Born Free USA will be there to focus on a number of important issues, among them:
African Elephants: Africa’s elephants remain beleaguered by poaching for their ivory tusks, and some populations could disappear forever without significant action. Born Free USA will be supporting Kenya’s call to uplist all of Africa’s elephants back to Appendix I, thereby closing any chance for trade that is primarily commercial. Going back to the 1989 ban will dry up ivory markets and reduce elephant poaching. Similarly, the organization will work to defeat certain southern African countries that will be trying to facilitate international trade once again.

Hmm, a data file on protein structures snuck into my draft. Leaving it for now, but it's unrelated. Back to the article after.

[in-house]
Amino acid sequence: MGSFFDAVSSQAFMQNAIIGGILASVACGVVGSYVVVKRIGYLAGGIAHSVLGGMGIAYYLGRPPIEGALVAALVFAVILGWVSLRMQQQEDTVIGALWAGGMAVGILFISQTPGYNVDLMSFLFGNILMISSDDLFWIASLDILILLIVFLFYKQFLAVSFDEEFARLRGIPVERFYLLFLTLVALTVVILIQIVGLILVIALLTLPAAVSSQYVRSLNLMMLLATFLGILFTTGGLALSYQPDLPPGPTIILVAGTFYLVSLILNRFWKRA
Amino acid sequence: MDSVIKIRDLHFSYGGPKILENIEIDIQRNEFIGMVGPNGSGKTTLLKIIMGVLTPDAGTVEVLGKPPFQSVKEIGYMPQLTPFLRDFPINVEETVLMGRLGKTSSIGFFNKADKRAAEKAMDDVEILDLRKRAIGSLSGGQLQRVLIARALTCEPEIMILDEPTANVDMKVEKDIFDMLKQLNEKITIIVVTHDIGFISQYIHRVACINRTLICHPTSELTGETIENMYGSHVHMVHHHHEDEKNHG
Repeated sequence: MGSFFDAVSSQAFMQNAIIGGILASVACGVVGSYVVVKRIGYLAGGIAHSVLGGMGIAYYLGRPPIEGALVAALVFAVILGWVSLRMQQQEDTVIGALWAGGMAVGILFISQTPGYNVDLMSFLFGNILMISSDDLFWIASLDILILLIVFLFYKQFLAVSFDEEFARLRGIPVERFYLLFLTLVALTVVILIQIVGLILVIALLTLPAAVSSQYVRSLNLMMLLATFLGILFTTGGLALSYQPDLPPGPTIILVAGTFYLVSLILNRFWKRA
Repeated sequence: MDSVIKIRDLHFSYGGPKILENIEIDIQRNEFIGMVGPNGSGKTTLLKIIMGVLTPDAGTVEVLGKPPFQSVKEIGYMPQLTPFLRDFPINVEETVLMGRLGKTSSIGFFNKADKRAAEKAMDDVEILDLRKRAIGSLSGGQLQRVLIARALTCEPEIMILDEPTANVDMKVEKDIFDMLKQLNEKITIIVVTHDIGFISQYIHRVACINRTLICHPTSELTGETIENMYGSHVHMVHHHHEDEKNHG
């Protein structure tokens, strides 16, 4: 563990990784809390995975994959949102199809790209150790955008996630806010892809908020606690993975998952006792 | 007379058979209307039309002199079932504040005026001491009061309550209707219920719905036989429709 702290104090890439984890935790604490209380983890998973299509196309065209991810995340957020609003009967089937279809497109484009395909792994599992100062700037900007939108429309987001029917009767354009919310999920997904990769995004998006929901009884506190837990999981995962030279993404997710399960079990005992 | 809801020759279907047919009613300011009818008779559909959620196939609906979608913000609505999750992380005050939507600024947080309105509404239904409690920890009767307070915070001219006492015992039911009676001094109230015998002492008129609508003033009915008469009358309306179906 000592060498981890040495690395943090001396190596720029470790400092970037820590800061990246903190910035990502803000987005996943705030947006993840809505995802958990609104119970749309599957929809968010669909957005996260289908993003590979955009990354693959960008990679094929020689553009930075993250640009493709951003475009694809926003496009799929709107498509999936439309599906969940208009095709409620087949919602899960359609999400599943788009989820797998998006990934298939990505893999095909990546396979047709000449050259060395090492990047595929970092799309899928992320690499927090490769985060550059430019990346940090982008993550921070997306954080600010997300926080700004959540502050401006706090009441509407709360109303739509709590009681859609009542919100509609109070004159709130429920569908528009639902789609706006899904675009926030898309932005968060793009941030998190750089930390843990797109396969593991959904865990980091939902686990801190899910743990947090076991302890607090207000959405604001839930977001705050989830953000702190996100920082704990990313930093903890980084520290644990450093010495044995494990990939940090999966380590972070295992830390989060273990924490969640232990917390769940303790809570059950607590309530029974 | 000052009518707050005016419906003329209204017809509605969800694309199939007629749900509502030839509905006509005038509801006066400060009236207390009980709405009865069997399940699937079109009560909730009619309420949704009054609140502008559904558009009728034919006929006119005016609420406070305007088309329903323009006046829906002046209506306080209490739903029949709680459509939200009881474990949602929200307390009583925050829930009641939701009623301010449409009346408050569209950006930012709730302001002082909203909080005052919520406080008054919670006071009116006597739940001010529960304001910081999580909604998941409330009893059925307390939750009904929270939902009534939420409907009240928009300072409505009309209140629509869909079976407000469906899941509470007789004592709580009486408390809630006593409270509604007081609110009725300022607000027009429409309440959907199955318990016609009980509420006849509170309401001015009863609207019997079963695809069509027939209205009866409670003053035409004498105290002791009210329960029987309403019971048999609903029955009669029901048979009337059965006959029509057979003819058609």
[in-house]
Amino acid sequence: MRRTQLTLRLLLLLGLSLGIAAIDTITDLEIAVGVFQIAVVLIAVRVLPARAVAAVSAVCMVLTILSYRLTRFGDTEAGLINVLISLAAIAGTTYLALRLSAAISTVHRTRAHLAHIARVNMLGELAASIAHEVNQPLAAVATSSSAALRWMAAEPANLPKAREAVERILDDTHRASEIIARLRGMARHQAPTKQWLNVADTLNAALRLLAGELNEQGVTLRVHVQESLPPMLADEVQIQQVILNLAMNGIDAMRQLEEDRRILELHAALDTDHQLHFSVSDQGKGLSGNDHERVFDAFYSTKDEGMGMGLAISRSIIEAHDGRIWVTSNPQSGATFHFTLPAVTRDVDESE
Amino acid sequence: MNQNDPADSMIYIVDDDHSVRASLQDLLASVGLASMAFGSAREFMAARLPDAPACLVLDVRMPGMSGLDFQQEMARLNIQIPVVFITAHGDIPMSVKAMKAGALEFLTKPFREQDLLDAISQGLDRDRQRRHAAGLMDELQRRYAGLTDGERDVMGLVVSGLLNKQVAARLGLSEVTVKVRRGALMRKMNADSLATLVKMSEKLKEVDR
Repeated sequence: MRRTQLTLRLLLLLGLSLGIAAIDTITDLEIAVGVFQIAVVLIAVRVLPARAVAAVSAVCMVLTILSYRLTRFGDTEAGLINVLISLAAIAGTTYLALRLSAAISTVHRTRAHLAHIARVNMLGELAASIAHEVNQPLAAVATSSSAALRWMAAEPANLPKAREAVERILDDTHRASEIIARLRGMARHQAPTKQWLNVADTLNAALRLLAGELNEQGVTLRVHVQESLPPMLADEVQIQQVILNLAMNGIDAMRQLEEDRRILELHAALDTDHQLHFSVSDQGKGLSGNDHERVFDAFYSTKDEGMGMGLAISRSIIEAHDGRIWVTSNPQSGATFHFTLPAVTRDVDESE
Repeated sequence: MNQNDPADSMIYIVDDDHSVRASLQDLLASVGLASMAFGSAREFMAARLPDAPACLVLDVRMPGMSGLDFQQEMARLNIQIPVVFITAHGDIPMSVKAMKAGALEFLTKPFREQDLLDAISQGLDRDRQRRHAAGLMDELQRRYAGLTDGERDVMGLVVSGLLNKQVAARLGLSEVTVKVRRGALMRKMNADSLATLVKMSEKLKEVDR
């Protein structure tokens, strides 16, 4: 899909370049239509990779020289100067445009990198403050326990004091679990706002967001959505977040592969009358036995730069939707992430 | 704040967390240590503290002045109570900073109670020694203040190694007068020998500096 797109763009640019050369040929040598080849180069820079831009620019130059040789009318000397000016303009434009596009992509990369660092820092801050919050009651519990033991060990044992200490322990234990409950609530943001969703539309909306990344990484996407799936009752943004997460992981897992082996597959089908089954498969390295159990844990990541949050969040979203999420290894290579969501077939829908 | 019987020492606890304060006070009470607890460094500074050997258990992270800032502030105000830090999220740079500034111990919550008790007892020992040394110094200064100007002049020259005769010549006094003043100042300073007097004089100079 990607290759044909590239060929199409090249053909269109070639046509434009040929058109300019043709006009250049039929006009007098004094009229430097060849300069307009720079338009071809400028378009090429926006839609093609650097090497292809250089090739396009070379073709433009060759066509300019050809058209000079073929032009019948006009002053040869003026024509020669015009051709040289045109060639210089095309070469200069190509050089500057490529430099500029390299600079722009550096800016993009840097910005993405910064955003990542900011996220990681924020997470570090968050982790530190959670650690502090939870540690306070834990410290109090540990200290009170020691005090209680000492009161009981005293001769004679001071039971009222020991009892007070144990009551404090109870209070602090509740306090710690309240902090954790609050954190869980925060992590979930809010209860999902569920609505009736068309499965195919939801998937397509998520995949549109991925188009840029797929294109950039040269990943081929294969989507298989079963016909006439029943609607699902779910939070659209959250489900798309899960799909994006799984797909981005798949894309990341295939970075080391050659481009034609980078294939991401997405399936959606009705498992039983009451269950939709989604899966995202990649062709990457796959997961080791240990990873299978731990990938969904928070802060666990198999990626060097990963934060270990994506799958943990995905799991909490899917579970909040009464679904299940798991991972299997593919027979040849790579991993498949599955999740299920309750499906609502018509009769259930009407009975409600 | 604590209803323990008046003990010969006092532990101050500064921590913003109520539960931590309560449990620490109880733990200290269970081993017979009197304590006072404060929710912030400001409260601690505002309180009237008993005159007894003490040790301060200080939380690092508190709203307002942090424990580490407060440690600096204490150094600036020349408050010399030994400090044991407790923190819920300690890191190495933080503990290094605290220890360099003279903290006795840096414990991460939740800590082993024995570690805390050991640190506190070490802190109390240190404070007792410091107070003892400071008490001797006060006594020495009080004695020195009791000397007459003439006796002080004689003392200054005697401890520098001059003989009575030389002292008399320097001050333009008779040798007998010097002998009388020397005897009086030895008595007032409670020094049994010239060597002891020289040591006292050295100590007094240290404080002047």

Rhinoceros: Swaziland is proposing limited trade in rhino horn, which could seriously threaten the continent’s remaining estimated 25,000 black and white rhinos. Born Free USA will urge Parties to reject Swaziland’s proposal as the trade in rhino horn, like elephant ivory, leads to poaching. Rhinoceros horns are highly sought after in Asia because of false local beliefs in their medicinal properties. According to Roberts, “A resumption of rhino horn trade would have a devastating impact on this species already poached close to extinction.”
African and Asian Pangolins: Born Free USA believes that all eight species of pangolins—four in Africa and four in Asia—should be on CITES Appendix I. Roberts explains, “Pangolins are the most heavily-traded mammal in the world and are at risk from trade in their scales as medicines—despite a complete lack of efficacy in medicinal use. Pangolins are disappearing fast and a ban must be secured on international commercial trade.”